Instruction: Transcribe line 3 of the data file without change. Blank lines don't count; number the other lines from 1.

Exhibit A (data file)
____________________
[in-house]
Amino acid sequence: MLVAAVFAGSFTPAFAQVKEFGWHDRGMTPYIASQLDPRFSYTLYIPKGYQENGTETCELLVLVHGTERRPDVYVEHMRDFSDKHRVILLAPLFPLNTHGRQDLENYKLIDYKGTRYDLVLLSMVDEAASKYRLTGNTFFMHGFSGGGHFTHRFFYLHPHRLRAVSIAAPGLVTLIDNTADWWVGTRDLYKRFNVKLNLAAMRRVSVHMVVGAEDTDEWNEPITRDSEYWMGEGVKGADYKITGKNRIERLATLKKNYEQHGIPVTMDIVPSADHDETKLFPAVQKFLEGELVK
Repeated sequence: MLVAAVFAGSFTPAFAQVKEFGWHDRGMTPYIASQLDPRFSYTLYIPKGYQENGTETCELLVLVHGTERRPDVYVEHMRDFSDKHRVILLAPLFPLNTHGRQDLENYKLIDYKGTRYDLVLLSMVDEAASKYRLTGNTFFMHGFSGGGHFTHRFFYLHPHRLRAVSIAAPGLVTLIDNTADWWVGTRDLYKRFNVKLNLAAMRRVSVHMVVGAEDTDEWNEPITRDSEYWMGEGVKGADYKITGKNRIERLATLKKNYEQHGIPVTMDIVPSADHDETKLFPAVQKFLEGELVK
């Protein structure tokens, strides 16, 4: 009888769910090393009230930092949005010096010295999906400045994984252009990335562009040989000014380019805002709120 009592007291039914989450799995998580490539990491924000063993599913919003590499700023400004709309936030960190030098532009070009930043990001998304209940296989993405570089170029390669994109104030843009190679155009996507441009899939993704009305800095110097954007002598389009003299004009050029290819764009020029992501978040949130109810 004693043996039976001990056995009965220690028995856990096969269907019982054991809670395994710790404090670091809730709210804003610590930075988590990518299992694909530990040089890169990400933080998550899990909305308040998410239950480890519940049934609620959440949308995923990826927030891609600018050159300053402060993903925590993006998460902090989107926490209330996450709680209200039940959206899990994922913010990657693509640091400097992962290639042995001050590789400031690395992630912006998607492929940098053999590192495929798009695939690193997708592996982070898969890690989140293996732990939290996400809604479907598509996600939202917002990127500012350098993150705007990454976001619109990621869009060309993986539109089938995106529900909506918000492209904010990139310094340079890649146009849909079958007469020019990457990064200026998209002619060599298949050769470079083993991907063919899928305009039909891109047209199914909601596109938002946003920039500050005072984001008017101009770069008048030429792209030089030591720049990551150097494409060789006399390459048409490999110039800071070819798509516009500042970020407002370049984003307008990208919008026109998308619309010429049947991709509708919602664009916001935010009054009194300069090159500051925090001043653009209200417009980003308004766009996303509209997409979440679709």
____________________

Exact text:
Repeated sequence: MLVAAVFAGSFTPAFAQVKEFGWHDRGMTPYIASQLDPRFSYTLYIPKGYQENGTETCELLVLVHGTERRPDVYVEHMRDFSDKHRVILLAPLFPLNTHGRQDLENYKLIDYKGTRYDLVLLSMVDEAASKYRLTGNTFFMHGFSGGGHFTHRFFYLHPHRLRAVSIAAPGLVTLIDNTADWWVGTRDLYKRFNVKLNLAAMRRVSVHMVVGAEDTDEWNEPITRDSEYWMGEGVKGADYKITGKNRIERLATLKKNYEQHGIPVTMDIVPSADHDETKLFPAVQKFLEGELVK